Just like that, her body vanished with a slight popping sound, leaving behind a brief shadowy cloud, which dissipated quickly. She reappeared in a standing position a few feet away. Slowly, her head turned to look around the server room with obvious curiosity, including giving the man by the door a quick once-over. “I didn’t really get a chance to drive this thing before,” the girl noted, “I just took over long enough to pull you guys inside. This is neat.” 

“I, ahhh, what?” That was Gliner, of course, sounding understandably baffled about this whole situation. “Can I just… huh?” 

“Uh, right, long story.” Looking back and forth, I hesitated before simply shrugging. “Short version, there’s a lot of… people inside Denny right now and they’re taking turns piloting. This is Walker. The one who was talking just a second ago was Tailor, like she said. And before that was Letters. Walker, this is Gliner. They’re… uhh, I guess it’s a long story on both sides.”  

Marina, who was kneeling next to Dakota to check on her, raised a hand. “De–Walker, how do we wake her up? Is she okay?”

“Sure,” the girl replied, “Hang on, she needs Tucker.”  

There was a brief pause, during which it was apparent that Tailor had briefly taken over, as their skin shifted once more. Instead of being white or gray, it became a sort of dark purple, with a few white (like paper white, not skin white) swirls along her arms. Her eyes were black with little flecks of white, like stars. And just like that, she abruptly jerked upright and smiled brightly. “Hey, hey, sorry I was busy in there before and didn’t get to meet you! The others made me clean out the ticket booths just because I spilled blueberry soda on one of the seats. Apparently they think I’m exhausting. Which, I kind of am, but it’s only literal when I want it to be.” Even as she was saying all that, the girl was literally bouncing up and down excitedly. “See, I drain energy from things and people and then convert it into my own energy so I can move faster, be stronger, all that stuff. And whatever gets drained gets sorta shut off.” Looking one way, then the other around the room, she added, “I guess I probably shouldn’t do it to the machines in here, right?”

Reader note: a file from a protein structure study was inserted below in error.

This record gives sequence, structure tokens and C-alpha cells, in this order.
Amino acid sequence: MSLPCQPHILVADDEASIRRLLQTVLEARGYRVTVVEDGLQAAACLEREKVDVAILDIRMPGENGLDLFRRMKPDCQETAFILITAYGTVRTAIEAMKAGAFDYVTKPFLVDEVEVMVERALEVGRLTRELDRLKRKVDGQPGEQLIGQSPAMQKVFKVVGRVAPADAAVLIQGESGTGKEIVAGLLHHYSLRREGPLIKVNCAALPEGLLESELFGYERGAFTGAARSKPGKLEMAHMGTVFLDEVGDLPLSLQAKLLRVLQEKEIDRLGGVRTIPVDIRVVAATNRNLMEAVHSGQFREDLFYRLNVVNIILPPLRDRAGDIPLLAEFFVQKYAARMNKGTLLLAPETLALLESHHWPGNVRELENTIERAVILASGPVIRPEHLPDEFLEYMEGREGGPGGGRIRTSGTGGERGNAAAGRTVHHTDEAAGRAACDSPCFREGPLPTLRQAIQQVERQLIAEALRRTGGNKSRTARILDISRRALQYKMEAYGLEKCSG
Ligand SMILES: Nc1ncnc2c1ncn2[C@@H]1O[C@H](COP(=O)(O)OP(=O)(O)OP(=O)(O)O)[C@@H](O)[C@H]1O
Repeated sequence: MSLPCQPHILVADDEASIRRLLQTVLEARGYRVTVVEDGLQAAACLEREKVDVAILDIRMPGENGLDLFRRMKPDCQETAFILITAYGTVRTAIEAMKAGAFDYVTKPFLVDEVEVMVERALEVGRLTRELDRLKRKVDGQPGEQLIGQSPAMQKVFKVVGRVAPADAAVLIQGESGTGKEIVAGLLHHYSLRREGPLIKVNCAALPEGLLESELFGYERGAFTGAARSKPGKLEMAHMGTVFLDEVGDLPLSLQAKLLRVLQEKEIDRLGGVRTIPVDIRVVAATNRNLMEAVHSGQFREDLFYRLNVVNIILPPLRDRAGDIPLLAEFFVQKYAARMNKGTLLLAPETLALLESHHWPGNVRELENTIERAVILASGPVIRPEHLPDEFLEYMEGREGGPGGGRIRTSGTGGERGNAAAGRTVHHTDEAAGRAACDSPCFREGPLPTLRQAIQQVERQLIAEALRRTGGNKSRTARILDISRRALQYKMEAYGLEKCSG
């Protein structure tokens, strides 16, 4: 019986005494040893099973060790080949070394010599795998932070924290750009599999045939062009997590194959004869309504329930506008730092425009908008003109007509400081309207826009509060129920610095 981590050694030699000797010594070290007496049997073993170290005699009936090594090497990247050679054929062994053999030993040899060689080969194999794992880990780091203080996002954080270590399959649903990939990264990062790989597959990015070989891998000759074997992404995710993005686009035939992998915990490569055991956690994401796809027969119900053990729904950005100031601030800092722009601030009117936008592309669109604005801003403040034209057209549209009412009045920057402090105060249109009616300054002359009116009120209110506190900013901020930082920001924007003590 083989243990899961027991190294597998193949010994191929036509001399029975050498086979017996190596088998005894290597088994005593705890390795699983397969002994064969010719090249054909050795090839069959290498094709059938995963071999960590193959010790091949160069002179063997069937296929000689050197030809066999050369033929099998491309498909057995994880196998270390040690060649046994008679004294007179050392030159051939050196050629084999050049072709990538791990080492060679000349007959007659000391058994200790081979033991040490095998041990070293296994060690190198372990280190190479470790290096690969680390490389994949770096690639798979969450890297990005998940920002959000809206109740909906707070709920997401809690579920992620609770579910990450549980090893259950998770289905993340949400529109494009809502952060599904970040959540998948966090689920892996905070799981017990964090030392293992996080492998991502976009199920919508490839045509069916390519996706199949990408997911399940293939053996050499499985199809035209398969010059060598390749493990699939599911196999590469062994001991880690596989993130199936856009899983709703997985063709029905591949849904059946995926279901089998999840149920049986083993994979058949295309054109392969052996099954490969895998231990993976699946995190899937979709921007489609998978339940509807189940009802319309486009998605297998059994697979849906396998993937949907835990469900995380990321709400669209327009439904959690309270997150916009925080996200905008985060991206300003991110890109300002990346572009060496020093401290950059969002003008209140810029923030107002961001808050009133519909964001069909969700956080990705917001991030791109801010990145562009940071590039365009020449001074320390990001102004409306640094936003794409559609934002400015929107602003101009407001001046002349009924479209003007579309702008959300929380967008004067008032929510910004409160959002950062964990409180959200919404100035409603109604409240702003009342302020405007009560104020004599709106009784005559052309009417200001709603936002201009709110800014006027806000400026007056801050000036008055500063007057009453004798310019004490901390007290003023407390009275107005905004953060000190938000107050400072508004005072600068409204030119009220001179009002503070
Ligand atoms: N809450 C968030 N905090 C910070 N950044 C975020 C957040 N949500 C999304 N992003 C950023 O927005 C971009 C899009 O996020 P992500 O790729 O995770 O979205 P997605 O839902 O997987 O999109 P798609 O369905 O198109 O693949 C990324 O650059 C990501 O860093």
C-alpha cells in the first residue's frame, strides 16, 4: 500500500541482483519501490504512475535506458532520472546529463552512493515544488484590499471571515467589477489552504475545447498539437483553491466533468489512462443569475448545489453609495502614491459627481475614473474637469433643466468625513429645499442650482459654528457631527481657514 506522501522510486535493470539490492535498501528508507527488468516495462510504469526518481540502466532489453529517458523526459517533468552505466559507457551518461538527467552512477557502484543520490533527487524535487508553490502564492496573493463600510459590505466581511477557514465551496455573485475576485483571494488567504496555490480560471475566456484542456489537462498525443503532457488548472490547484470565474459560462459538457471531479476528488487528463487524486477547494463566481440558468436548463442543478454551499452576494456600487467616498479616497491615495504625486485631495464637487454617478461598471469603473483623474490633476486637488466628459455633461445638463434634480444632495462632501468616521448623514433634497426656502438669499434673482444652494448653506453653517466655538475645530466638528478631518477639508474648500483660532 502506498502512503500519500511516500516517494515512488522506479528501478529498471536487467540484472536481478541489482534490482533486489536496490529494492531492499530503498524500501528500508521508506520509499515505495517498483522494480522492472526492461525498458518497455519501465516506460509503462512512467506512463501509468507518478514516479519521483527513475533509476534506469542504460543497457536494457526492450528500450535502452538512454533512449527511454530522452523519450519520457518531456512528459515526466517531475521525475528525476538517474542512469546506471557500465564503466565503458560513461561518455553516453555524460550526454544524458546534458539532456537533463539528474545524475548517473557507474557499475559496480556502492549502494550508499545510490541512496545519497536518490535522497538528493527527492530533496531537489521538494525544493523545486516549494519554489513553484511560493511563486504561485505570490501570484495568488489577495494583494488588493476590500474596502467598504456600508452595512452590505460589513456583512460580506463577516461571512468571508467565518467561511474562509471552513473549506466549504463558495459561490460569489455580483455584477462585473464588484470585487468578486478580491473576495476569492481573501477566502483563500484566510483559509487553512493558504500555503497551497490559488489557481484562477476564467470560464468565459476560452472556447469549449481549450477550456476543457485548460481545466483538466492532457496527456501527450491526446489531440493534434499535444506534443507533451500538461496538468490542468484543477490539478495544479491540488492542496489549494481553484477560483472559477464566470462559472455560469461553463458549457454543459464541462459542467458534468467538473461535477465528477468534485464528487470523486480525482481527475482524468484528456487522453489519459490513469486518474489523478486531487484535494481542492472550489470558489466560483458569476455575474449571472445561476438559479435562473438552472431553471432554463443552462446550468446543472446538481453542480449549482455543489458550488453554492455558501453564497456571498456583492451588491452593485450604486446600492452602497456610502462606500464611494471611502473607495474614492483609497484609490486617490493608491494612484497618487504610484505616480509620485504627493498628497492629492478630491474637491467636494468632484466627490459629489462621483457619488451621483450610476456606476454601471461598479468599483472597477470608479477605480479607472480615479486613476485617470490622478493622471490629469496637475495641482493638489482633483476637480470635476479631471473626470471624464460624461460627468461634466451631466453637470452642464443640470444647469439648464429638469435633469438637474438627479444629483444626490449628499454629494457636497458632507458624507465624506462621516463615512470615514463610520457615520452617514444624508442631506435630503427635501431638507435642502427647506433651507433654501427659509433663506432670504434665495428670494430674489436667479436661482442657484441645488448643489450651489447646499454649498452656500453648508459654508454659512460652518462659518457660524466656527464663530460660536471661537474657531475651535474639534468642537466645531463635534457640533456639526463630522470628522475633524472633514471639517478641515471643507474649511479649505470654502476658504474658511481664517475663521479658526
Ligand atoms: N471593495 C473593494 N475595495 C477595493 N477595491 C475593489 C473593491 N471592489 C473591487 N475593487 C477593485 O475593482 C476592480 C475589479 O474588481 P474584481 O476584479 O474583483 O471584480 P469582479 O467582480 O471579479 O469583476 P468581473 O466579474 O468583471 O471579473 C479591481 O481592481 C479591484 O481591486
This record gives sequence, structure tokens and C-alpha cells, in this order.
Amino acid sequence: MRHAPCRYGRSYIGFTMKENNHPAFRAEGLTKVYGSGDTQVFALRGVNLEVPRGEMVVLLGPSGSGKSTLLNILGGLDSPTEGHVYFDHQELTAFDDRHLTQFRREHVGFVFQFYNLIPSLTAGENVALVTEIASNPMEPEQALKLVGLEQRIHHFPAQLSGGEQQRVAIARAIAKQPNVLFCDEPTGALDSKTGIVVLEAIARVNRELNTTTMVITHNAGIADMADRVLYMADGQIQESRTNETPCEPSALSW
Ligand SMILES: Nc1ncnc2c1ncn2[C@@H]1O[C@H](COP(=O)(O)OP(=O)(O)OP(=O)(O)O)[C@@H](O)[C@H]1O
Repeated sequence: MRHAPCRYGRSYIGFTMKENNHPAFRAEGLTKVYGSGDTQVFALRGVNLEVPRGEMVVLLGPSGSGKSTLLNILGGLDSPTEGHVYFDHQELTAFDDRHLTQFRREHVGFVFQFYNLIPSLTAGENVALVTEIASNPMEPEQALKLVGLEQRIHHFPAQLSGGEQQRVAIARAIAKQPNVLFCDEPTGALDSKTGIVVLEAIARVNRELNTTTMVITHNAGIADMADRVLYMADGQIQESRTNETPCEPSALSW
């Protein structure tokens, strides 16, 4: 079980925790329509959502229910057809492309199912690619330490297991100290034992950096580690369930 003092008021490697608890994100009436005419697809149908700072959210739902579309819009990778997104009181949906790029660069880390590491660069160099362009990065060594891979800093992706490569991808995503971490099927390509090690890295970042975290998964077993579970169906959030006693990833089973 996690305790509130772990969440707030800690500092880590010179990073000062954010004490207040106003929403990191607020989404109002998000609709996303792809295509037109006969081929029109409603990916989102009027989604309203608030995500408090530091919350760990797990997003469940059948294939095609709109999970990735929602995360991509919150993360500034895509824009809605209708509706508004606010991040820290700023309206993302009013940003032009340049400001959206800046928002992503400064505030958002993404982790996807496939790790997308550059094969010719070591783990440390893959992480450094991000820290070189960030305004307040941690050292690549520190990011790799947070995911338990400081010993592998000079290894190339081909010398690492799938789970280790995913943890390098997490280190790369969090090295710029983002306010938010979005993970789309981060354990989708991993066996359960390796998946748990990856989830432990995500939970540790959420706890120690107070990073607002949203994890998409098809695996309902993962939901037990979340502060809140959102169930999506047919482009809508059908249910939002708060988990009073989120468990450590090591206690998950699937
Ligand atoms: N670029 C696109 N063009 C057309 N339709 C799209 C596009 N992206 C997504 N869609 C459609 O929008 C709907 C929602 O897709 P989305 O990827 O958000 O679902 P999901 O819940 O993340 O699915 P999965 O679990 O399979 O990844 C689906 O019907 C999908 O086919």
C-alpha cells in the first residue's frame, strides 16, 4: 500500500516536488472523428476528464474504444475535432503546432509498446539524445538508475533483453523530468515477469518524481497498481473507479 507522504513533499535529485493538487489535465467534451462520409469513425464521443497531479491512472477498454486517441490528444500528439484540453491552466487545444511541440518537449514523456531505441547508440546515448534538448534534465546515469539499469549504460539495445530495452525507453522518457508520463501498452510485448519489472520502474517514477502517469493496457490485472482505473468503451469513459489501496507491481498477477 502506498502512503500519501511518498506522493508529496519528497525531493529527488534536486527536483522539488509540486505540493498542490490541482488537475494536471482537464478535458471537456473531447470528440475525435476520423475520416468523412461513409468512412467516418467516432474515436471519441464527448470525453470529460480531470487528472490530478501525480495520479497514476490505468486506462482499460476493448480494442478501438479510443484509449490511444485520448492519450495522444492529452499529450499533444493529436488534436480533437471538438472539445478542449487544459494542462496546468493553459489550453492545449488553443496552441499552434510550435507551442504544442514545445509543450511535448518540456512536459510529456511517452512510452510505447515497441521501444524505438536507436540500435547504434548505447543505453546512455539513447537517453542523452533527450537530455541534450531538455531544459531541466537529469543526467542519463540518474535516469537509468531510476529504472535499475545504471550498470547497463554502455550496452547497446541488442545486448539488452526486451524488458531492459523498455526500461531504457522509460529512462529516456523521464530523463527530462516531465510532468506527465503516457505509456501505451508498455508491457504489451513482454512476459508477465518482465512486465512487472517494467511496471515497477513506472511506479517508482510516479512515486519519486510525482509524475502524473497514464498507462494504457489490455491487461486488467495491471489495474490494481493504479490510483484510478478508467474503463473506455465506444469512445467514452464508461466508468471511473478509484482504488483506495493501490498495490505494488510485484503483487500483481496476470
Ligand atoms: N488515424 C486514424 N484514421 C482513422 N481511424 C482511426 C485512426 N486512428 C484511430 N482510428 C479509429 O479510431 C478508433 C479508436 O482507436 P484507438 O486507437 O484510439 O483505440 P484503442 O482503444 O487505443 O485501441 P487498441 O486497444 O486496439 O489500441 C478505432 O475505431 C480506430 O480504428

We all exchanged books before I shook my head. “Yes, please don’t drain the computers in here. I feel like that’s probably a bad idea.” 

“Okay!” With that cheerful agreement, the girl, Tucker apparently, darted over to where Dakota was and dropped to her knees. “I’m sorry, we all sort of panicked when everything happened, and I was the part of Denny that sort of made her go to sleep. Here.” Putting both hands on the girl’s shoulders, she seemed to focus for a moment. 

Abruptly, Dakota‘s eyes opened and she jerked a bit. “Wh–Denny!” she blurted upon seeing the girl in front of her. An instant later, she was embracing her. Then she just as suddenly stopped, pulling back to blink at her altered appearance. “Uhh, Denny?” 

“Err, not exactly,” Tucker admitted once that was over. “I’m Tucker. It’s great to meet you, but I’m not even supposed to be out here right now. It’s Walker’s turn, I was just helping undo what we did. And now you’re awake, so uhh, catch you later!” 

With that, Walker resumed control, skin turning gray as she straightened up. “There. We think she’ll be okay. I mean, she should be. Like Tucker said, when that whole thing went down, we all panicked and just did whatever we could to protect Denny. We weren’t even fully formed yet, not really.” She turned to look down at the girl who was still on the floor and added, “Walker, nice to meet you, I guess.”